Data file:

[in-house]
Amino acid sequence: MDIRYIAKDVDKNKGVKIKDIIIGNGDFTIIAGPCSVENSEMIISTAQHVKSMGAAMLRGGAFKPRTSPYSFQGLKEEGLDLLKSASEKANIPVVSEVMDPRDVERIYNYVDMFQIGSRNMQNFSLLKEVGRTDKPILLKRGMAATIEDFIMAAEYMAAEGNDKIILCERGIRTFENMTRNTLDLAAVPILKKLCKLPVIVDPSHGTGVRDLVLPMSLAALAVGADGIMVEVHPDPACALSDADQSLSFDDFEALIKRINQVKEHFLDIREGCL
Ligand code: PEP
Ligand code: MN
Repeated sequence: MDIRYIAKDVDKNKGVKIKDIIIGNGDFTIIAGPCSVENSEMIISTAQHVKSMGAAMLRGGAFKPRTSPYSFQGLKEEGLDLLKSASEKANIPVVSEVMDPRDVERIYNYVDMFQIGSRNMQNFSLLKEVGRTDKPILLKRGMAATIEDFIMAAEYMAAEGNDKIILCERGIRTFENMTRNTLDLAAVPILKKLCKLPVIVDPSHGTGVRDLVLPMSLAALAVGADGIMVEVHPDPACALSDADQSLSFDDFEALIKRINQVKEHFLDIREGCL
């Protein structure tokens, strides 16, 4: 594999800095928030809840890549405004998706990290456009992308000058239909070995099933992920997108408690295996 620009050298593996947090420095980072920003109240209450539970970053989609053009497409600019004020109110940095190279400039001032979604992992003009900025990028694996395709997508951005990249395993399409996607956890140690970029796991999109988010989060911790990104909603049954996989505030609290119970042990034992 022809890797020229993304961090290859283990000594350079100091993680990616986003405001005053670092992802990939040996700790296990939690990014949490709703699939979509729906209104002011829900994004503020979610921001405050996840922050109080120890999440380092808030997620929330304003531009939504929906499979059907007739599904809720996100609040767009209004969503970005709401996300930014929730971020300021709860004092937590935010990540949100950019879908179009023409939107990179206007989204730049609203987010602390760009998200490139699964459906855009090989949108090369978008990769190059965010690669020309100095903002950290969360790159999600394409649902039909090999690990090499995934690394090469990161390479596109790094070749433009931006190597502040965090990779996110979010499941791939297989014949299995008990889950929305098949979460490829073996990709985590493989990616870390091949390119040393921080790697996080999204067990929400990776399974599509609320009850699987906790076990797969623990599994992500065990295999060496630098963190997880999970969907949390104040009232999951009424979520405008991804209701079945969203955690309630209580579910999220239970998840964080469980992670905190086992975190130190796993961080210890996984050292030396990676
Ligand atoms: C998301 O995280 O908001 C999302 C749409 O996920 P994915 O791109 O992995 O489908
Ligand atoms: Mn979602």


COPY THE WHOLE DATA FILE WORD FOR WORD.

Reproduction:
[in-house]
Amino acid sequence: MDIRYIAKDVDKNKGVKIKDIIIGNGDFTIIAGPCSVENSEMIISTAQHVKSMGAAMLRGGAFKPRTSPYSFQGLKEEGLDLLKSASEKANIPVVSEVMDPRDVERIYNYVDMFQIGSRNMQNFSLLKEVGRTDKPILLKRGMAATIEDFIMAAEYMAAEGNDKIILCERGIRTFENMTRNTLDLAAVPILKKLCKLPVIVDPSHGTGVRDLVLPMSLAALAVGADGIMVEVHPDPACALSDADQSLSFDDFEALIKRINQVKEHFLDIREGCL
Ligand code: PEP
Ligand code: MN
Repeated sequence: MDIRYIAKDVDKNKGVKIKDIIIGNGDFTIIAGPCSVENSEMIISTAQHVKSMGAAMLRGGAFKPRTSPYSFQGLKEEGLDLLKSASEKANIPVVSEVMDPRDVERIYNYVDMFQIGSRNMQNFSLLKEVGRTDKPILLKRGMAATIEDFIMAAEYMAAEGNDKIILCERGIRTFENMTRNTLDLAAVPILKKLCKLPVIVDPSHGTGVRDLVLPMSLAALAVGADGIMVEVHPDPACALSDADQSLSFDDFEALIKRINQVKEHFLDIREGCL
């Protein structure tokens, strides 16, 4: 594999800095928030809840890549405004998706990290456009992308000058239909070995099933992920997108408690295996 620009050298593996947090420095980072920003109240209450539970970053989609053009497409600019004020109110940095190279400039001032979604992992003009900025990028694996395709997508951005990249395993399409996607956890140690970029796991999109988010989060911790990104909603049954996989505030609290119970042990034992 022809890797020229993304961090290859283990000594350079100091993680990616986003405001005053670092992802990939040996700790296990939690990014949490709703699939979509729906209104002011829900994004503020979610921001405050996840922050109080120890999440380092808030997620929330304003531009939504929906499979059907007739599904809720996100609040767009209004969503970005709401996300930014929730971020300021709860004092937590935010990540949100950019879908179009023409939107990179206007989204730049609203987010602390760009998200490139699964459906855009090989949108090369978008990769190059965010690669020309100095903002950290969360790159999600394409649902039909090999690990090499995934690394090469990161390479596109790094070749433009931006190597502040965090990779996110979010499941791939297989014949299995008990889950929305098949979460490829073996990709985590493989990616870390091949390119040393921080790697996080999204067990929400990776399974599509609320009850699987906790076990797969623990599994992500065990295999060496630098963190997880999970969907949390104040009232999951009424979520405008991804209701079945969203955690309630209580579910999220239970998840964080469980992670905190086992975190130190796993961080210890996984050292030396990676
Ligand atoms: C998301 O995280 O908001 C999302 C749409 O996920 P994915 O791109 O992995 O489908
Ligand atoms: Mn979602």